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emotional intelligenceIn a previous article I talked about the painbody and how it undermines emotional intelligence (EQ). Now let’s talk about how to deal with the painbody in our lives. But first . . .

There are many ways we typical react to the painbody that erupts in our lives and relationships. Here are a few:

  • —Most importantly and most often, we identify with the painbody. As I mentioned in Part 1, the painbody often takes over our mind and we think as it dictates us to think. We cannot tell the preverbal “forest from the trees.”
  • Act it out. (This is similar to identifying with it.) For example we might start a fight with our spouse just to prove s/he is a hurtful person.
  • We numb it. There are many ways to numb pain. Here are just a few:

o   Drink alcohol or get stoned (most addictions are part of the painbody)

o   Work, work and work some more

o   Complain until you run out of friends

o   Eat a high caloric snack (when no is looking) and then go back for seconds.

  • We try to fight the painbody. This is the most interesting because it seems like the “right” thing to do. We desperately try to dispute it and fight emotion with facts. Sometimes this works for a short time but like Dorothy’s witch, she keeps coming back. Very often when we fight the painbody, it only gets bigger. It’s like some sci-fi monster that eats up your energy and turns it on you. So good luck fighting your painbody!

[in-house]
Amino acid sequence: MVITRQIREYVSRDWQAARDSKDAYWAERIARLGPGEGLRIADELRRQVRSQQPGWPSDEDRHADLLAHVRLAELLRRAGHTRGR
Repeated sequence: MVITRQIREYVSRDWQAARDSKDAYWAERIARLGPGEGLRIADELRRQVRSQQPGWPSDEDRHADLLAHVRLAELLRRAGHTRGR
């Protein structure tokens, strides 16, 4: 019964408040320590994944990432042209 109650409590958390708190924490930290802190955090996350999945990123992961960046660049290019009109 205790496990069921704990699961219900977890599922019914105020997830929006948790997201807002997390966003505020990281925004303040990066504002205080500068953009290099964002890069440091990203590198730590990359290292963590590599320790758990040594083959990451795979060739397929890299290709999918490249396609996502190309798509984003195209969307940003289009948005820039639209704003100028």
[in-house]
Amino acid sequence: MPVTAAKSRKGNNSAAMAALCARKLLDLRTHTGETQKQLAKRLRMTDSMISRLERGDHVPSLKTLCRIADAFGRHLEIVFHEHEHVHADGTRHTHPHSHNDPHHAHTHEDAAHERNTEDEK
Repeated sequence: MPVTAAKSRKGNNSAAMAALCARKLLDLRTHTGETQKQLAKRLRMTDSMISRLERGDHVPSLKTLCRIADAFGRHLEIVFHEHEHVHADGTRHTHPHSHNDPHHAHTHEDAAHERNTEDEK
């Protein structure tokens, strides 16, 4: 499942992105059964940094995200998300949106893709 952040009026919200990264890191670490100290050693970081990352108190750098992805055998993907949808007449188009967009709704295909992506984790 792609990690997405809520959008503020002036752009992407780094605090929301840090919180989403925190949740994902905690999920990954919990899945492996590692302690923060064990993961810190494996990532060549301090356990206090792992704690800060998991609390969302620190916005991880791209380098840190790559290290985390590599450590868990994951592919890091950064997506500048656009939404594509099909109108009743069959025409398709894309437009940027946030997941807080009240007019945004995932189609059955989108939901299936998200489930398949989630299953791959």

• Or we can do it the healthy way . . .

Eckhart Tolle has a very simple yet powerful approach to the painbody. It is consistent with many psychological and spiritual approaches that we all know (and practice?). Here are a few of them:

  • AAA:  Acknowledge . . . Accept . . .  Allow . . . the painbody. Don’t fight it, it will win and take parts of you with it. Instead acknowledge its eruption. Accept that it is there and mindfully allow it to be there without resistance.
  • Watch it with compassionate . . . Presence. Tolle frequently uses the term presence. He endorses being present with the painbody without reacting to it, without identifying with it, without fighting it. In this way we take away its food source, our mental engagement with it. This practice is very similar to what I write about regarding Witches in my book, Follow the Yellow Brick Road. Taking Dorothy’s lead, we should face the Witch and douse it with the water of Awareness and Compassion (what I fancy to be truth and grace, respectively).  When we do this, the witch melts.